Puritan Memoirs - Mr. Oliver BowlesPuritan Memoirs - The Life and Death of Some Reformed Ministers
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THIS venerable divine was fellow of Queen’s college, Cambridge, where it is probable he had received his education. He was an excellent scholar, a celebrated tutor, and a man of exemplary piety. The famous Dr. Preston was one of his pupils. On leaving the university, he became rector of Luton in Bedfordshire, about the beginning of 1607, where he continued upwards of fifty years. He was chosen one of the assembly of divines, which he constantly attended, ‘and was eminently serviceable in that theological convention. The assembly having petitioned the parliament for a fast, previous to their proceeding to business, Mr. Bowles and Mr. Matthew Newcomen were appointed to preach before both houses and the assembly, and both their sermons were ordered to be published. Mr. Bowies’ sermon is entitled, Zeal for the House of God Quickened; or, a Sermon, preached before the assembly of lords, commons, and divines, at their solemn Fast, July 7th, 1643, in Abbey church, Westminster, expressing the eminency of zeal required in church reformers. He was likewise author of a work, entitled De Pastore Evangelico. Dr. Calamy says it is an excellent work; it was published by his son, and dedicated to the earl of Manchester. He says, moreover, “that during the time of rampant episcopacy, it was not suffered to creep out, not for any evil in it, but because some men do not care for being, put upon too much work.” Though Mr. Bowles survived the restoration many years, it does not appear that he either conformed or was ejected. On account of his great age, and for Homo other causes, it is believed he left off preaching about 1659. He died on the 5th of September 1674, supposed to have been above ninety years of age.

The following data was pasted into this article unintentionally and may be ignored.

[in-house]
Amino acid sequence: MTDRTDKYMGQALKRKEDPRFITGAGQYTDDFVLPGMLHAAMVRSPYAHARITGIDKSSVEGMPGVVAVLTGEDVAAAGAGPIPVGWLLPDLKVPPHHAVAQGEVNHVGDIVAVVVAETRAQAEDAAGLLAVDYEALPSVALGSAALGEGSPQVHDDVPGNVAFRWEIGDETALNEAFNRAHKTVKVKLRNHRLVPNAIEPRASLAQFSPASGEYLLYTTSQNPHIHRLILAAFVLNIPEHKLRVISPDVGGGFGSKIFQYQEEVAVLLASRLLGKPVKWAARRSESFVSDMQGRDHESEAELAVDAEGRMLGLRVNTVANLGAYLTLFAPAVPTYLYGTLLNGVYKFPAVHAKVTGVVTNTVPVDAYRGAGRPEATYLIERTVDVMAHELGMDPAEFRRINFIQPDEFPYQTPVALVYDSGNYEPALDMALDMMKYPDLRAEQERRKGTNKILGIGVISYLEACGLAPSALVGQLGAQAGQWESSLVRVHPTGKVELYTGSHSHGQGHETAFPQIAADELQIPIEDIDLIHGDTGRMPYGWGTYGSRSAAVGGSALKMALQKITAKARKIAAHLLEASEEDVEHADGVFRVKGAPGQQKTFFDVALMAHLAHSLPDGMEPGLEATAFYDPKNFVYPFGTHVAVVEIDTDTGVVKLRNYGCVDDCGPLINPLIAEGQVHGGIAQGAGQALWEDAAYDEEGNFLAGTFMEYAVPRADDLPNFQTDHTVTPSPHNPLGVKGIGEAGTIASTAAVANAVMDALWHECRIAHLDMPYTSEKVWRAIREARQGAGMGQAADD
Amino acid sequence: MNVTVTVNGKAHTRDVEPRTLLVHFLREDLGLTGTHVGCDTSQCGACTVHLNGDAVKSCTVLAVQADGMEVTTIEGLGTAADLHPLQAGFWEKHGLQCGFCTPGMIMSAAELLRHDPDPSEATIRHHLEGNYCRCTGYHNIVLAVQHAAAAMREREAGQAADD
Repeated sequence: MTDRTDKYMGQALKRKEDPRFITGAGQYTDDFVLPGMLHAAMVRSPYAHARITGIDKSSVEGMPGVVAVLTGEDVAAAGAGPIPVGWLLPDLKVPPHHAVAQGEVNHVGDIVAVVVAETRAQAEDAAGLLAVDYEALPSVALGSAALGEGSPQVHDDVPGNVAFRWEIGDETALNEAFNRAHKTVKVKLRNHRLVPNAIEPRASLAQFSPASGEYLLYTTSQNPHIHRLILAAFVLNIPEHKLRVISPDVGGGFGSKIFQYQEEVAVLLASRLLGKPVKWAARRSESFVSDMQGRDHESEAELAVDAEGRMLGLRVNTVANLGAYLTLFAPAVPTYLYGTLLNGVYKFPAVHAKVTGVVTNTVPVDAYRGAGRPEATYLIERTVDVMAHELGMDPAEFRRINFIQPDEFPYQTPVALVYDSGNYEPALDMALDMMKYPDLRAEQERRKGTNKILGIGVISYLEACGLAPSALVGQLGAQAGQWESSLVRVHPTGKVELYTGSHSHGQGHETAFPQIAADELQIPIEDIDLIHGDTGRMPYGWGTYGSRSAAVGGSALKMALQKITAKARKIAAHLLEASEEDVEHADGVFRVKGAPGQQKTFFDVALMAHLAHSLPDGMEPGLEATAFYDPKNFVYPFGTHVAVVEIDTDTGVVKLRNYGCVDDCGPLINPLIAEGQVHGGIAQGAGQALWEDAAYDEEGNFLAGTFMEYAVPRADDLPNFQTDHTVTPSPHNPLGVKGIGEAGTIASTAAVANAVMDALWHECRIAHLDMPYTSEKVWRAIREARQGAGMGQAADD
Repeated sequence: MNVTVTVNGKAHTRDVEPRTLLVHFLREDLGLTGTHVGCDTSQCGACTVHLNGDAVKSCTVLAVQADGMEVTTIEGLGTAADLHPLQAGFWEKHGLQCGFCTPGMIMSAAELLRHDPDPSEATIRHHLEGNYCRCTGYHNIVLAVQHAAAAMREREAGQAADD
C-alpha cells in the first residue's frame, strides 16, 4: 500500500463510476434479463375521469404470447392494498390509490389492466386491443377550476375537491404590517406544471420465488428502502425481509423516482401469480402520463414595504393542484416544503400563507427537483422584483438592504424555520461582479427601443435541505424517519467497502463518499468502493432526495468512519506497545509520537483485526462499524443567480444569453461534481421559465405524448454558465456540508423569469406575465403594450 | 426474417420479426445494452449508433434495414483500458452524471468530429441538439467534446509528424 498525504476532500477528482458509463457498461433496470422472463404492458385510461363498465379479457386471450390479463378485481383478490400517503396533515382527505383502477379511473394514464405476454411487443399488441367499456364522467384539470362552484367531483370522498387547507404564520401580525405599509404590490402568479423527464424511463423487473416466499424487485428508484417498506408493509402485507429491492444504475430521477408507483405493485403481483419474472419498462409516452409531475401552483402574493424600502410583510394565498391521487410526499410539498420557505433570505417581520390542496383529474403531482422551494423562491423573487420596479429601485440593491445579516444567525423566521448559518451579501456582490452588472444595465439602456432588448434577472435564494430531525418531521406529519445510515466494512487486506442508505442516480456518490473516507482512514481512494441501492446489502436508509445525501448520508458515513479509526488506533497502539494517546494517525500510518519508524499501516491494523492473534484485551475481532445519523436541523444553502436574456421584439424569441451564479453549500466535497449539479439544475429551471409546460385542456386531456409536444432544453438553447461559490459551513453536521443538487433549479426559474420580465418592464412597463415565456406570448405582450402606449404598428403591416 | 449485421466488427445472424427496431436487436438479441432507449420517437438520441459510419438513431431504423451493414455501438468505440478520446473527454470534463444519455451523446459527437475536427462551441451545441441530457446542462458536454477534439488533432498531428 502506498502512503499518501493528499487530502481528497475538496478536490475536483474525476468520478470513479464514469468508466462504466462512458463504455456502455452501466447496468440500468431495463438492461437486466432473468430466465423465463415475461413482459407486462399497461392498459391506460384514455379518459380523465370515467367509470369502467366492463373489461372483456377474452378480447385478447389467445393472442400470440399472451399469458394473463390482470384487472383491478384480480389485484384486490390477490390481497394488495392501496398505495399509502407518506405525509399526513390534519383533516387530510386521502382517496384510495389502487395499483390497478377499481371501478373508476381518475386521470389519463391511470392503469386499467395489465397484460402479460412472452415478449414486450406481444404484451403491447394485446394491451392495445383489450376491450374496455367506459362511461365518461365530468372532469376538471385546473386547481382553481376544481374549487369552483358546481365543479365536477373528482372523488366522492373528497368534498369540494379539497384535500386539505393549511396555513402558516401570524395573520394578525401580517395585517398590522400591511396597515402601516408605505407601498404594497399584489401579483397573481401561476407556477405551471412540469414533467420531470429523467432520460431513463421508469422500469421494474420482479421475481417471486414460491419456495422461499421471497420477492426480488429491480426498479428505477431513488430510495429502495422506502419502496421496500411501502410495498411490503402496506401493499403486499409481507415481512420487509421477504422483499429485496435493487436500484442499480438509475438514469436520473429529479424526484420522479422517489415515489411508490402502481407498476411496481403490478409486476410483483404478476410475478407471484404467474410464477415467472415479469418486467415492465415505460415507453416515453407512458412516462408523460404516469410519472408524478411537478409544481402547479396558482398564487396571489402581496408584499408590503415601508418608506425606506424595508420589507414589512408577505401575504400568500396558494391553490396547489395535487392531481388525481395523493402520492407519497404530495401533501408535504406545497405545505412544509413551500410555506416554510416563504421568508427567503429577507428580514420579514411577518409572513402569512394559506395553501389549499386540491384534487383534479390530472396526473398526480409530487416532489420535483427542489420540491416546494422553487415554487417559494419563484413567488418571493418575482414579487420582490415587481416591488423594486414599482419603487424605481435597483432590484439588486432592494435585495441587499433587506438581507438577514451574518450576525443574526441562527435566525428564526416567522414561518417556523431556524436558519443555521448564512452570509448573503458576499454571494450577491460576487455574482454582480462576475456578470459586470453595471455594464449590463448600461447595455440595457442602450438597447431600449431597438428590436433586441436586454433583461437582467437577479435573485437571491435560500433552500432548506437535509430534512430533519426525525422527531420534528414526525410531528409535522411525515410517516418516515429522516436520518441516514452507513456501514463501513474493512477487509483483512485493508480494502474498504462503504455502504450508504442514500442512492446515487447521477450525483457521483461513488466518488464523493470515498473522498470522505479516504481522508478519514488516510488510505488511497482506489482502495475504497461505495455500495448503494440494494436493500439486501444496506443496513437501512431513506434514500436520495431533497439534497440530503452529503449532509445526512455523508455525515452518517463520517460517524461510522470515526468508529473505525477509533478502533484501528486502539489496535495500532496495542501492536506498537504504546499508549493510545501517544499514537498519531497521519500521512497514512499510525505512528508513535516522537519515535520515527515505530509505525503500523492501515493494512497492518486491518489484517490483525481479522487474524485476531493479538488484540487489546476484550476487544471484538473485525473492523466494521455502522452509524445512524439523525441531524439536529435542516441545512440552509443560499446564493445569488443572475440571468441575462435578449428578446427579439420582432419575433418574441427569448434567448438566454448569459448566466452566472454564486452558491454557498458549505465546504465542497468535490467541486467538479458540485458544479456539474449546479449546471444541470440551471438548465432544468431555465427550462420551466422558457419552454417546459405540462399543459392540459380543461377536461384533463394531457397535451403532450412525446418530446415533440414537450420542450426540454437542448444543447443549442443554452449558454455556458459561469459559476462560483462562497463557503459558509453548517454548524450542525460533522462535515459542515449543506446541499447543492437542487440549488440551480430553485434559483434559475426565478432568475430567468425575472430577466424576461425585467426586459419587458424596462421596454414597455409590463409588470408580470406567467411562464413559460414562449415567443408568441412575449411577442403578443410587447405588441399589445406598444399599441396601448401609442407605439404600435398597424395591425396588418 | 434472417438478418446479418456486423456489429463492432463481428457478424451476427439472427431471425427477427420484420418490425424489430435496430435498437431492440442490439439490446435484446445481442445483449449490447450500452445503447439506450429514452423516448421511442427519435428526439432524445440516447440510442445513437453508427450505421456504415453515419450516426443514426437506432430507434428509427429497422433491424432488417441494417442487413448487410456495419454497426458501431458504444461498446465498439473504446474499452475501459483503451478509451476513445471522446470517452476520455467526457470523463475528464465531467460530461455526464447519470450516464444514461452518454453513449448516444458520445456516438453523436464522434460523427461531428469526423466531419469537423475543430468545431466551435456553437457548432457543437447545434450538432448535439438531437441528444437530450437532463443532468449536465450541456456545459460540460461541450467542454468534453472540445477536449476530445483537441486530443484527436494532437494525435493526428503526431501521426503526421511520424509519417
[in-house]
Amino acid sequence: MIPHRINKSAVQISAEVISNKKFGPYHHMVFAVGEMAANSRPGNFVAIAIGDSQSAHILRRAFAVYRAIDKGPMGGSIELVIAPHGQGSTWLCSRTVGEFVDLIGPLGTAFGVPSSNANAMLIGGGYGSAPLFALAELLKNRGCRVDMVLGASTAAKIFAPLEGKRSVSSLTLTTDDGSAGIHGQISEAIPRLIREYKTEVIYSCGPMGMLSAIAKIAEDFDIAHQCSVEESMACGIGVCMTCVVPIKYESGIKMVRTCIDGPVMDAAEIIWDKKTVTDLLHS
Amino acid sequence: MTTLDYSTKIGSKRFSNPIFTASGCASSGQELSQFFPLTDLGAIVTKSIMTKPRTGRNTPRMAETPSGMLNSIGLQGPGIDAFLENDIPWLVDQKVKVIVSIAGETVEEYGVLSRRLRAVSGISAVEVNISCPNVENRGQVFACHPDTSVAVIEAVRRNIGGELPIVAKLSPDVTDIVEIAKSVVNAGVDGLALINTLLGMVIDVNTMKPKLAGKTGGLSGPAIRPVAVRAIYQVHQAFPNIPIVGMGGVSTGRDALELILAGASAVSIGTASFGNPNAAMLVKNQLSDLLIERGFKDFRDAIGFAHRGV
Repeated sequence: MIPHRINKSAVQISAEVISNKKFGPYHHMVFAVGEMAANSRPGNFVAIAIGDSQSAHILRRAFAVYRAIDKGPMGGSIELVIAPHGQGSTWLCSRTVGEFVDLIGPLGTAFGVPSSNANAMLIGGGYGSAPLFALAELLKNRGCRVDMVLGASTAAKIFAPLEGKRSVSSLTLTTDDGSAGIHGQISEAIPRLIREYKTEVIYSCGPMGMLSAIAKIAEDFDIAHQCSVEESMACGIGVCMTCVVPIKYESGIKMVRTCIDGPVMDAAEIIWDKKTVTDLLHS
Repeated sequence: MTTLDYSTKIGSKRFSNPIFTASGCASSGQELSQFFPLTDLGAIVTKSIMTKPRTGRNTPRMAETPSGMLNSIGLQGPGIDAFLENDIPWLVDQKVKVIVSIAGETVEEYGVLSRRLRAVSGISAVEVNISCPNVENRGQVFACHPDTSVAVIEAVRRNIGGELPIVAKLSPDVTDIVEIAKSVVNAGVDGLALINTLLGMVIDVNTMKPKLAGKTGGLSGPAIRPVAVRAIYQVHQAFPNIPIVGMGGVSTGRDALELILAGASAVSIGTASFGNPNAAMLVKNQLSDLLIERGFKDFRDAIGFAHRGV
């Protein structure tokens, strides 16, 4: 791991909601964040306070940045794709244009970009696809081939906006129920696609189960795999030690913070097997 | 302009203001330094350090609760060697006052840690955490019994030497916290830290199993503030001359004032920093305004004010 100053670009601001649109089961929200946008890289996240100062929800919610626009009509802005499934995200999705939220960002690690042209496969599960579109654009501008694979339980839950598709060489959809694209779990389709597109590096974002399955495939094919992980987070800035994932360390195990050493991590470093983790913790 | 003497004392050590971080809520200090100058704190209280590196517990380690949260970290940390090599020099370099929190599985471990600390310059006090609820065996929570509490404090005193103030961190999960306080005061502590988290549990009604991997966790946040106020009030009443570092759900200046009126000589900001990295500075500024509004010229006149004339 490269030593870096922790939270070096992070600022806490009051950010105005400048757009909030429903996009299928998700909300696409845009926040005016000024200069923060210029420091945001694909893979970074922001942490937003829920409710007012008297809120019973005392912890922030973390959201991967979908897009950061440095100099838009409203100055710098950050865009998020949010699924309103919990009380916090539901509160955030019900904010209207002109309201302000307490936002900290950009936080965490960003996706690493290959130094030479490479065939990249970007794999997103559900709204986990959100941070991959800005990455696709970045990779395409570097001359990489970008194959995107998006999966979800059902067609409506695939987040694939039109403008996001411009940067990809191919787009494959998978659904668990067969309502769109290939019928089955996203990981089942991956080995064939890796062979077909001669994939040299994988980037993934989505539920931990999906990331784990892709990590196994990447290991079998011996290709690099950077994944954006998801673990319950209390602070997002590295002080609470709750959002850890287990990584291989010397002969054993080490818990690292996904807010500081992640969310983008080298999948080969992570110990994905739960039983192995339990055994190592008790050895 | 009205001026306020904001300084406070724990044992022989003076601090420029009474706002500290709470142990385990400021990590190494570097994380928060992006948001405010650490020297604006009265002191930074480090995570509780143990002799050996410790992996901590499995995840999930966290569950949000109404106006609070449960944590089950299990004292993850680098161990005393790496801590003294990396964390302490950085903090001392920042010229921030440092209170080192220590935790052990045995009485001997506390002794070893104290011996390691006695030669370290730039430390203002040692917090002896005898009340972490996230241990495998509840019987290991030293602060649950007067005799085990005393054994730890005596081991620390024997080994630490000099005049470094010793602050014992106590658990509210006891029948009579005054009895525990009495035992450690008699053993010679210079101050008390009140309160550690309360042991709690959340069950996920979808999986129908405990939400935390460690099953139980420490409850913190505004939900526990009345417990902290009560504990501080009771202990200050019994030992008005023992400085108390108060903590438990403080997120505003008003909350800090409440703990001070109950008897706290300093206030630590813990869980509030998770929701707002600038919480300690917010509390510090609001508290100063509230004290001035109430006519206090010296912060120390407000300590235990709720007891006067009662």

Mr. Bowles had twelve sons. Edward, one of them, a distinguished puritan divine, was ejected at the restoration.
Mr. Timothy Cruso was favored with the friendship and counsel of this aged divine, and attended him in his last illness. On the day prior to his death, Mr. Bowles said to him, “have a care of yourself, Timothy, in this evil world, and be hot so taken up with its vanities as to lose the substance for the Shadow. Seeing you have resolved on the work of the ministry, I would advise you never to trouble your hearers with useless or contending notions, but rather to preach upon practicals, that you may set them on performing the duties of a holy life. I would not any longer live that idle and unserviceable life that I have lately done.” “When I took my last leave of him (says Mr. Cruso), he said, ‘Farewell, Timothy; if I see thee no more in this world, I hope we shall meet in heaven, which is far better: Only remember to keep a good conscience, and walk closely with God.’ This he twice repeated, with a strong and impressive emphasis.”